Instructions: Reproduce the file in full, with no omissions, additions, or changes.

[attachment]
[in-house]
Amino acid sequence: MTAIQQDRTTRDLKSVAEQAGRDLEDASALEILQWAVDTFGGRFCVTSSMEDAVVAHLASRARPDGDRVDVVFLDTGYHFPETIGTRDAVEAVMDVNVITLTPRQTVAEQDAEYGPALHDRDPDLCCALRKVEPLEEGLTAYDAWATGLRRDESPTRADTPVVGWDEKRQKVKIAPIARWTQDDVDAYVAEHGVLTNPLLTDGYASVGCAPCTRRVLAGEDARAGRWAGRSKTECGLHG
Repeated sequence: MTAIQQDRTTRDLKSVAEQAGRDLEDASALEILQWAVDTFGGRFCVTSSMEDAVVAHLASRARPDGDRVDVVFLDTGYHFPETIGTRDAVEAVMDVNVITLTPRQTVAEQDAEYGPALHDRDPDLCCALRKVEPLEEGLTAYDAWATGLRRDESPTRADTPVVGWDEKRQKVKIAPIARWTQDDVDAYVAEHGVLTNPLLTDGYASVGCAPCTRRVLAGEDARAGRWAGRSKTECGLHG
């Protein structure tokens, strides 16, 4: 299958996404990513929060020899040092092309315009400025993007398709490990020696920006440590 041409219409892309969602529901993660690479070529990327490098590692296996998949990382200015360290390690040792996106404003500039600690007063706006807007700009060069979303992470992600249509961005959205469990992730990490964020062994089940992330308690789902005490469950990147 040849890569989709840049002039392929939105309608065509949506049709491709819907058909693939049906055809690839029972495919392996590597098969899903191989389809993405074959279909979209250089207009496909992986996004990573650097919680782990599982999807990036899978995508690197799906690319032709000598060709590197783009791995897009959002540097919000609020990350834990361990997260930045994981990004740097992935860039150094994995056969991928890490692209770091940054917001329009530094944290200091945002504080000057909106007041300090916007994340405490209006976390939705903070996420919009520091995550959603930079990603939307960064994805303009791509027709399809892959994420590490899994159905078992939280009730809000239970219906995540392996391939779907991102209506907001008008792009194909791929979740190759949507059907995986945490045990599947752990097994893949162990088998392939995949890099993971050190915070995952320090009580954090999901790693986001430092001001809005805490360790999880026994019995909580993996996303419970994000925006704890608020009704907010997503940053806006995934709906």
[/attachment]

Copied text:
[in-house]
Amino acid sequence: MTAIQQDRTTRDLKSVAEQAGRDLEDASALEILQWAVDTFGGRFCVTSSMEDAVVAHLASRARPDGDRVDVVFLDTGYHFPETIGTRDAVEAVMDVNVITLTPRQTVAEQDAEYGPALHDRDPDLCCALRKVEPLEEGLTAYDAWATGLRRDESPTRADTPVVGWDEKRQKVKIAPIARWTQDDVDAYVAEHGVLTNPLLTDGYASVGCAPCTRRVLAGEDARAGRWAGRSKTECGLHG
Repeated sequence: MTAIQQDRTTRDLKSVAEQAGRDLEDASALEILQWAVDTFGGRFCVTSSMEDAVVAHLASRARPDGDRVDVVFLDTGYHFPETIGTRDAVEAVMDVNVITLTPRQTVAEQDAEYGPALHDRDPDLCCALRKVEPLEEGLTAYDAWATGLRRDESPTRADTPVVGWDEKRQKVKIAPIARWTQDDVDAYVAEHGVLTNPLLTDGYASVGCAPCTRRVLAGEDARAGRWAGRSKTECGLHG
């Protein structure tokens, strides 16, 4: 299958996404990513929060020899040092092309315009400025993007398709490990020696920006440590 041409219409892309969602529901993660690479070529990327490098590692296996998949990382200015360290390690040792996106404003500039600690007063706006807007700009060069979303992470992600249509961005959205469990992730990490964020062994089940992330308690789902005490469950990147 040849890569989709840049002039392929939105309608065509949506049709491709819907058909693939049906055809690839029972495919392996590597098969899903191989389809993405074959279909979209250089207009496909992986996004990573650097919680782990599982999807990036899978995508690197799906690319032709000598060709590197783009791995897009959002540097919000609020990350834990361990997260930045994981990004740097992935860039150094994995056969991928890490692209770091940054917001329009530094944290200091945002504080000057909106007041300090916007994340405490209006976390939705903070996420919009520091995550959603930079990603939307960064994805303009791509027709399809892959994420590490899994159905078992939280009730809000239970219906995540392996391939779907991102209506907001008008792009194909791929979740190759949507059907995986945490045990599947752990097994893949162990088998392939995949890099993971050190915070995952320090009580954090999901790693986001430092001001809005805490360790999880026994019995909580993996996303419970994000925006704890608020009704907010997503940053806006995934709906």